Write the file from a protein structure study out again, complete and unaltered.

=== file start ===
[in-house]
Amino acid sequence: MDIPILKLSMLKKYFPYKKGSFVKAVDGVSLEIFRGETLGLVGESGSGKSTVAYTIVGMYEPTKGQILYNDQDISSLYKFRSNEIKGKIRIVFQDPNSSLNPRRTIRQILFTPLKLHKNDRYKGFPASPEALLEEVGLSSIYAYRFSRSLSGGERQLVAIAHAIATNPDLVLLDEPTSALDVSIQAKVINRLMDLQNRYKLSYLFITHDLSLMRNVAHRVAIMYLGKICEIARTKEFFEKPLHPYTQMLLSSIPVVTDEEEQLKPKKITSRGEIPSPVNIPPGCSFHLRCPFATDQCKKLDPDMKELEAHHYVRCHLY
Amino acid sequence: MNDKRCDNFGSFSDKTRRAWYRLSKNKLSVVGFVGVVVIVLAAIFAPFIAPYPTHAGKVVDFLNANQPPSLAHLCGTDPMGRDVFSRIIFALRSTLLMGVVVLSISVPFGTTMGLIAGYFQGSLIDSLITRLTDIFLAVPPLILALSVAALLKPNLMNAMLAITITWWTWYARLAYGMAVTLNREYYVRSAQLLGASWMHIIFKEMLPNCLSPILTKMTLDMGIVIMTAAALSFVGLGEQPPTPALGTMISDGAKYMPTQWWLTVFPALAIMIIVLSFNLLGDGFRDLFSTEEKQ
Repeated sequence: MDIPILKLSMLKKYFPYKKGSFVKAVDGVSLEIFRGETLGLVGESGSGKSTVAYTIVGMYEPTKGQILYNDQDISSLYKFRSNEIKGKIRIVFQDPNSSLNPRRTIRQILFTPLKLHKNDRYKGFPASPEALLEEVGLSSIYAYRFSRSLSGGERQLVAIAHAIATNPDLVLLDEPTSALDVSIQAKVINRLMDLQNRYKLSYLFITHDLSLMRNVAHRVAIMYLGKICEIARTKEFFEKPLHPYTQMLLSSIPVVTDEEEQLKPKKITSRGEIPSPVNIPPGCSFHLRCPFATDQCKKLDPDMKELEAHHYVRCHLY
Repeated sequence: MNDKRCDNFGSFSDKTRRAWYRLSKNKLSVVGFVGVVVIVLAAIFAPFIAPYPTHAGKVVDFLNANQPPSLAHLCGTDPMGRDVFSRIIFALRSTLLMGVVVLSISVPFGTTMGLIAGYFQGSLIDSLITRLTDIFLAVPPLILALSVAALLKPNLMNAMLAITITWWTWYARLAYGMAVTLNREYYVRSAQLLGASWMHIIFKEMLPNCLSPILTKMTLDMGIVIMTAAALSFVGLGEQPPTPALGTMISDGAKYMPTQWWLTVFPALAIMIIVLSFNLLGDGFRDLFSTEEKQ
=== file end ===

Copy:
[in-house]
Amino acid sequence: MDIPILKLSMLKKYFPYKKGSFVKAVDGVSLEIFRGETLGLVGESGSGKSTVAYTIVGMYEPTKGQILYNDQDISSLYKFRSNEIKGKIRIVFQDPNSSLNPRRTIRQILFTPLKLHKNDRYKGFPASPEALLEEVGLSSIYAYRFSRSLSGGERQLVAIAHAIATNPDLVLLDEPTSALDVSIQAKVINRLMDLQNRYKLSYLFITHDLSLMRNVAHRVAIMYLGKICEIARTKEFFEKPLHPYTQMLLSSIPVVTDEEEQLKPKKITSRGEIPSPVNIPPGCSFHLRCPFATDQCKKLDPDMKELEAHHYVRCHLY
Amino acid sequence: MNDKRCDNFGSFSDKTRRAWYRLSKNKLSVVGFVGVVVIVLAAIFAPFIAPYPTHAGKVVDFLNANQPPSLAHLCGTDPMGRDVFSRIIFALRSTLLMGVVVLSISVPFGTTMGLIAGYFQGSLIDSLITRLTDIFLAVPPLILALSVAALLKPNLMNAMLAITITWWTWYARLAYGMAVTLNREYYVRSAQLLGASWMHIIFKEMLPNCLSPILTKMTLDMGIVIMTAAALSFVGLGEQPPTPALGTMISDGAKYMPTQWWLTVFPALAIMIIVLSFNLLGDGFRDLFSTEEKQ
Repeated sequence: MDIPILKLSMLKKYFPYKKGSFVKAVDGVSLEIFRGETLGLVGESGSGKSTVAYTIVGMYEPTKGQILYNDQDISSLYKFRSNEIKGKIRIVFQDPNSSLNPRRTIRQILFTPLKLHKNDRYKGFPASPEALLEEVGLSSIYAYRFSRSLSGGERQLVAIAHAIATNPDLVLLDEPTSALDVSIQAKVINRLMDLQNRYKLSYLFITHDLSLMRNVAHRVAIMYLGKICEIARTKEFFEKPLHPYTQMLLSSIPVVTDEEEQLKPKKITSRGEIPSPVNIPPGCSFHLRCPFATDQCKKLDPDMKELEAHHYVRCHLY
Repeated sequence: MNDKRCDNFGSFSDKTRRAWYRLSKNKLSVVGFVGVVVIVLAAIFAPFIAPYPTHAGKVVDFLNANQPPSLAHLCGTDPMGRDVFSRIIFALRSTLLMGVVVLSISVPFGTTMGLIAGYFQGSLIDSLITRLTDIFLAVPPLILALSVAALLKPNLMNAMLAITITWWTWYARLAYGMAVTLNREYYVRSAQLLGASWMHIIFKEMLPNCLSPILTKMTLDMGIVIMTAAALSFVGLGEQPPTPALGTMISDGAKYMPTQWWLTVFPALAIMIIVLSFNLLGDGFRDLFSTEEKQ